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The Influence of Lifestyle on High-Density Lipoprotein Concentration among Mexican Emerging Adults.

Authors
  • Luna-Castillo, Karla Paulina1, 2
  • López-Quintero, Andres1, 2
  • Carrera-Quintanar, Lucrecia1, 3
  • Llamas-Covarrubias, Iris Monserrat1, 2
  • Muñoz-Valle, José Francisco1, 4
  • Márquez-Sandoval, Fabiola1
  • 1 Doctorado en Ciencias de la Nutrición Traslacional (DCNT), Departamento de Clínicas de la Reproducción Humana, Crecimiento y Desarrollo Infantil, Centro Universitario de Ciencias de la Salud (CUCS), Universidad de Guadalajara (UdeG), Guadalajara 44340, Jalisco, Mexico. , (Mexico)
  • 2 Instituto de Nutrigenética y Nutrigenómica Traslacional (INNUGET), Centro Universitario de Ciencias de la Salud (CUCS), Universidad de Guadalajara (UdeG), Guadalajara 44340, Jalisco, Mexico. , (Mexico)
  • 3 Instituto de Investigación en Cáncer en la Infancia y Adolescencia (INICIA), Centro Universitario de Ciencias de la Salud (CUCS), Universidad de Guadalajara (UdeG), Guadalajara 44340, Jalisco, Mexico. , (Mexico)
  • 4 Instituto de Investigación en Ciencias Biomédicas (IICB), Centro Universitario de Ciencias de la Salud (CUCS), Universidad de Guadalajara (UdeG), Guadalajara 44340, Jalisco, Mexico. , (Mexico)
Type
Published Article
Journal
Nutrients
Publisher
MDPI AG
Publication Date
Oct 27, 2023
Volume
15
Issue
21
Identifiers
DOI: 10.3390/nu15214568
PMID: 37960221
Source
Medline
Keywords
Language
English
License
Unknown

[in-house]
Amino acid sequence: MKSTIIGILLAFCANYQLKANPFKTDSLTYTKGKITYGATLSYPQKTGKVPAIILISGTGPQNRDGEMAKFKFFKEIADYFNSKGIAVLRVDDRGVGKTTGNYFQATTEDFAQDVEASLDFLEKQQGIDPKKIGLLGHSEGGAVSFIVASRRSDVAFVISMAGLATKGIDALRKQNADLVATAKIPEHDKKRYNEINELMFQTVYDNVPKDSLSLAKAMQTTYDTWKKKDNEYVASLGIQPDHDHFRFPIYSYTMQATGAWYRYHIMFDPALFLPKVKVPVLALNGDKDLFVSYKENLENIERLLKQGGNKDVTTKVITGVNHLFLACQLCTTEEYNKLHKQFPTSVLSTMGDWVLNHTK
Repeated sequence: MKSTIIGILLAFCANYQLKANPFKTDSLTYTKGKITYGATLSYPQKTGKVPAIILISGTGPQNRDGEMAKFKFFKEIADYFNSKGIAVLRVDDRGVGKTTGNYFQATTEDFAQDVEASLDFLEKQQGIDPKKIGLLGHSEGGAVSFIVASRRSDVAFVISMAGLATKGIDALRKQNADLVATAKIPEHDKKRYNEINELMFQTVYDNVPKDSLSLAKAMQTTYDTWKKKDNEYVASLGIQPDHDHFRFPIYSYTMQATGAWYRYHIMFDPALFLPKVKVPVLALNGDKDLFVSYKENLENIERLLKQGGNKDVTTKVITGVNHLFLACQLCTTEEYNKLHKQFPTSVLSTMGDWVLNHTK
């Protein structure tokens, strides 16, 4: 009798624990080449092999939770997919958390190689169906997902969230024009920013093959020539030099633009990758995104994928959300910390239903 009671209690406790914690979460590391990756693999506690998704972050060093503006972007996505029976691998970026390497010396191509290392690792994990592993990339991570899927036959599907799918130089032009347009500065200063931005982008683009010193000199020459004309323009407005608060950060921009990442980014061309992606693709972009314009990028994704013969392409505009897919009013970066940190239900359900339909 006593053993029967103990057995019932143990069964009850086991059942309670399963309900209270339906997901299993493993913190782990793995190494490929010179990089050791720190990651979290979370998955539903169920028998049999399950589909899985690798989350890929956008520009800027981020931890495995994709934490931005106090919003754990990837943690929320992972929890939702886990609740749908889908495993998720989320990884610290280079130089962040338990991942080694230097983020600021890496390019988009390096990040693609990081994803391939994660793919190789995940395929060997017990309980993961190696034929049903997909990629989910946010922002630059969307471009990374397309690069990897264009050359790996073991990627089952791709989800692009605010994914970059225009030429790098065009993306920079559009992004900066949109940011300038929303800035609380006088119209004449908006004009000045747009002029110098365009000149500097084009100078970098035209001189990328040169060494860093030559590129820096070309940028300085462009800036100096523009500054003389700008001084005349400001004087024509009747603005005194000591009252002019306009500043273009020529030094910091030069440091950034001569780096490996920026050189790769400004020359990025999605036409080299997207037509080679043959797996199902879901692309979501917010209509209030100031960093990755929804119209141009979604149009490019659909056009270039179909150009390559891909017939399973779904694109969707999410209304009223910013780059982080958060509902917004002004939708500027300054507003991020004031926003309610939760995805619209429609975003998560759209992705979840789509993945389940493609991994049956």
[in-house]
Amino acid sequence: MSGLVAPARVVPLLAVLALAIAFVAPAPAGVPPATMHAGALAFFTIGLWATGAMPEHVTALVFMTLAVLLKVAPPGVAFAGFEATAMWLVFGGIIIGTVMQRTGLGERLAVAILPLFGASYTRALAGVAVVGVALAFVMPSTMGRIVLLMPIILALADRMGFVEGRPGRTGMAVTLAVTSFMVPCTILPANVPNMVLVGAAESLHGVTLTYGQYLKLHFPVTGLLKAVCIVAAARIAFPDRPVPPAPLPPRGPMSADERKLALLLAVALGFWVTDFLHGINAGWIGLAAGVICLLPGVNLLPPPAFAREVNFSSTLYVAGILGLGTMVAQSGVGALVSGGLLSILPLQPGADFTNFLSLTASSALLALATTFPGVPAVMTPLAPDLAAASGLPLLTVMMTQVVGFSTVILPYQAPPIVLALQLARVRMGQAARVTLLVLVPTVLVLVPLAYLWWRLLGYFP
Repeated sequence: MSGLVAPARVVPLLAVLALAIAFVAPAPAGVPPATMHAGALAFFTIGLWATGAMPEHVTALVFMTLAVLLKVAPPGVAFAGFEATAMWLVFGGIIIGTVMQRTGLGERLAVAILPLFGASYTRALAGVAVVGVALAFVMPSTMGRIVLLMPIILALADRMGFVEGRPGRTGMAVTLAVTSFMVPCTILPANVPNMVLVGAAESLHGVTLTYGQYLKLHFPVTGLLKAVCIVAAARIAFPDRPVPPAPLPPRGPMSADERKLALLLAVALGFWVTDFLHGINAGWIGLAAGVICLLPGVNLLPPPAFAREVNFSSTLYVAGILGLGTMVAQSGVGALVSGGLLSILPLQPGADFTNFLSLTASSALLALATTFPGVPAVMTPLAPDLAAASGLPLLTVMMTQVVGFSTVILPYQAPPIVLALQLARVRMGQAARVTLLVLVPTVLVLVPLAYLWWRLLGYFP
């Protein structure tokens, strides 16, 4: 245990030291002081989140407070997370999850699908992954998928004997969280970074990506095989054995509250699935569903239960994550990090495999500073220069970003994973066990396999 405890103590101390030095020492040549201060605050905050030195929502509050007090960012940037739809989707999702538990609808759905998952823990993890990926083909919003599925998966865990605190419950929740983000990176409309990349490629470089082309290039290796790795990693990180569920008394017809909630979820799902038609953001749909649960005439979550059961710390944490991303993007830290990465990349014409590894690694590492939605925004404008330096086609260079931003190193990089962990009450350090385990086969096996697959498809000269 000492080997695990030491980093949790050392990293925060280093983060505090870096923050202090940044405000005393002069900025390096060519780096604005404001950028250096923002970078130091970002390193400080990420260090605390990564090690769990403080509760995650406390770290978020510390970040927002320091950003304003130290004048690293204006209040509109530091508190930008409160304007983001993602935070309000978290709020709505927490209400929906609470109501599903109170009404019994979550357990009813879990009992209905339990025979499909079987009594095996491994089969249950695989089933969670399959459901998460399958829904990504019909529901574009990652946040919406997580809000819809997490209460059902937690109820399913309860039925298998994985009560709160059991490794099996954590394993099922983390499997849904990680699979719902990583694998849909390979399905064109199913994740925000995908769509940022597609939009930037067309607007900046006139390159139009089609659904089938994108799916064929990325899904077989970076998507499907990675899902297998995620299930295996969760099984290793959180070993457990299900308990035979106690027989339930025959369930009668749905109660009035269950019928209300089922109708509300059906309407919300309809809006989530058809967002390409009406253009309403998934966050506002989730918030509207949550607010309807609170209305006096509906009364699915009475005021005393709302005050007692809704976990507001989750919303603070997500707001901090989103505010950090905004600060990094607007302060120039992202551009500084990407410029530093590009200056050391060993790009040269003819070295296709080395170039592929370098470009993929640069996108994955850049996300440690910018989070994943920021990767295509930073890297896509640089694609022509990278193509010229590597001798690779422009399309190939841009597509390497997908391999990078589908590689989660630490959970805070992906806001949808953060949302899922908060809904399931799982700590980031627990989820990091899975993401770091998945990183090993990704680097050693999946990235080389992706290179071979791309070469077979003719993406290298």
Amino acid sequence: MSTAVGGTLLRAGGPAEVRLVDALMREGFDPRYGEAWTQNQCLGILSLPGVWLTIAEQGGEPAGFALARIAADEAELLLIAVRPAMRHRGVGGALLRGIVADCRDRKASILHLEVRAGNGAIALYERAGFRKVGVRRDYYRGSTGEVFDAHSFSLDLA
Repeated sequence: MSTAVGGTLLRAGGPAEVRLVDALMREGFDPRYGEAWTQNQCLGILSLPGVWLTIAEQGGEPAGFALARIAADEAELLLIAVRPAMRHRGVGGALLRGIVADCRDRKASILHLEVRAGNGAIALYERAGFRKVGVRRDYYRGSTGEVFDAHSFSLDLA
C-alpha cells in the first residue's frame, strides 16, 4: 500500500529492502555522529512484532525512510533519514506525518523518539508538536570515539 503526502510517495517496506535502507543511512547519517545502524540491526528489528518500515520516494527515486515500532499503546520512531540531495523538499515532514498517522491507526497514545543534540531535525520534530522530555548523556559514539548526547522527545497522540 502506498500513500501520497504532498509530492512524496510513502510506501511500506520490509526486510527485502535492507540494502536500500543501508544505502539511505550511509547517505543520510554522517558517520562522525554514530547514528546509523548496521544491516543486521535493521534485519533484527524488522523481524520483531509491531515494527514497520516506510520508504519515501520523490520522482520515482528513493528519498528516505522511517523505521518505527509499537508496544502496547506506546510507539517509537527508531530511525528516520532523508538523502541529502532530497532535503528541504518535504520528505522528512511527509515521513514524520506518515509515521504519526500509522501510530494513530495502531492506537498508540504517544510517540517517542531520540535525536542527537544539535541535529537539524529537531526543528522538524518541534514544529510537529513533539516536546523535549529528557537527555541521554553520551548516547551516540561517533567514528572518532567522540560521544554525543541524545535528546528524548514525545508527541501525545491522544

Abstract

Previous studies have highlighted the role of lifestyle on HDL-C concentrations in adults. To our knowledge, the health and nutritional status of emerging adults have been understudied. The present study aimed to explore the most important lifestyle factors, including micronutrient intake adequacy and the percentage of energy from food processing, according to HDL-C concentrations in emerging adults. In this context, a cross-sectional analysis was conducted on 261 Mexican emerging adults who were apparently healthy. Lifestyle factors were collected through a structured survey and the prevalence of micronutrient intake inadequacy was estimated using the estimated average requirement cut-point method. The percentage of energy from ultra-processed foods was assessed using the NOVA system. HDL-C was determined using the enzymatic colorimetric method. Statistical analyses were conducted in SPSS. The results revealed that lifestyle factors do not differ according to HDL-C status. The participants showed a poor nutritional diet that was energy-dense and micronutrient-inadequate. Nearly half of their energy came from processed and ultra-processed foods. Most participants did not meet the recommendations for key nutrients (ϖ3 fatty acids and phytosterols) that promote a healthy lipid status. In conclusion, regardless of their HDL-C levels, emerging adults exhibited lifestyle-related risk factors. The persistence of these findings over time could contribute to the development of metabolic disorders in the future. It is crucial to increase understanding and to develop effective nutritional interventions during this critical phase of life.

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